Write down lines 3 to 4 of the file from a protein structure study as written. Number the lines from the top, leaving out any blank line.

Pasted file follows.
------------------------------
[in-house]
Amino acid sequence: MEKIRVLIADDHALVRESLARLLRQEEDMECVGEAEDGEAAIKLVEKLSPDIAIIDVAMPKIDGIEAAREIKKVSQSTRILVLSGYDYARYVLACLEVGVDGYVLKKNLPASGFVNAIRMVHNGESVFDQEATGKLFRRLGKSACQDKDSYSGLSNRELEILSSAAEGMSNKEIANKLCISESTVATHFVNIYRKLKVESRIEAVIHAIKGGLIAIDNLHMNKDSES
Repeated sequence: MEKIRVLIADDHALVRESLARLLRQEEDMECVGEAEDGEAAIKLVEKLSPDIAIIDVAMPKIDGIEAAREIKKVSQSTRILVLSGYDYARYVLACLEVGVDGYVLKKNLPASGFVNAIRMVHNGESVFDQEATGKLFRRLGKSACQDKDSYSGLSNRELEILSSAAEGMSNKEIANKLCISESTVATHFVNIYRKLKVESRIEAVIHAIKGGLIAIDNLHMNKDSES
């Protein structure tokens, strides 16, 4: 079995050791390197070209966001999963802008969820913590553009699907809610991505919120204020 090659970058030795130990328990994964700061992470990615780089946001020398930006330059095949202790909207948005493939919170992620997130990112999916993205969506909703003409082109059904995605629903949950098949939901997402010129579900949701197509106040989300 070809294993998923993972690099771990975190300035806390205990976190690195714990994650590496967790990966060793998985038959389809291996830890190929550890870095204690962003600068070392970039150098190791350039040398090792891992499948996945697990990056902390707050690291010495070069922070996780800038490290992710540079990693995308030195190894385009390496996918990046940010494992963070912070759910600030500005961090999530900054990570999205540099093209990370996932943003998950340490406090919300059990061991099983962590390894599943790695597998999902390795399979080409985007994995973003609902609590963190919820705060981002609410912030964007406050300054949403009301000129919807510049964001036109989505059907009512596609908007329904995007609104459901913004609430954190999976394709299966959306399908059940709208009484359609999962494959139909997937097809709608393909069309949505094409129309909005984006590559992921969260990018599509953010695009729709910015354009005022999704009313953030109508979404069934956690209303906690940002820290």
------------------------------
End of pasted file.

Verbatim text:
Repeated sequence: MEKIRVLIADDHALVRESLARLLRQEEDMECVGEAEDGEAAIKLVEKLSPDIAIIDVAMPKIDGIEAAREIKKVSQSTRILVLSGYDYARYVLACLEVGVDGYVLKKNLPASGFVNAIRMVHNGESVFDQEATGKLFRRLGKSACQDKDSYSGLSNRELEILSSAAEGMSNKEIANKLCISESTVATHFVNIYRKLKVESRIEAVIHAIKGGLIAIDNLHMNKDSES
């Protein structure tokens, strides 16, 4: 079995050791390197070209966001999963802008969820913590553009699907809610991505919120204020 090659970058030795130990328990994964700061992470990615780089946001020398930006330059095949202790909207948005493939919170992620997130990112999916993205969506909703003409082109059904995605629903949950098949939901997402010129579900949701197509106040989300 070809294993998923993972690099771990975190300035806390205990976190690195714990994650590496967790990966060793998985038959389809291996830890190929550890870095204690962003600068070392970039150098190791350039040398090792891992499948996945697990990056902390707050690291010495070069922070996780800038490290992710540079990693995308030195190894385009390496996918990046940010494992963070912070759910600030500005961090999530900054990570999205540099093209990370996932943003998950340490406090919300059990061991099983962590390894599943790695597998999902390795399979080409985007994995973003609902609590963190919820705060981002609410912030964007406050300054949403009301000129919807510049964001036109989505059907009512596609908007329904995007609104459901913004609430954190999976394709299966959306399908059940709208009484359609999962494959139909997937097809709608393909069309949505094409129309909005984006590559992921969260990018599509953010695009729709910015354009005022999704009313953030109508979404069934956690209303906690940002820290």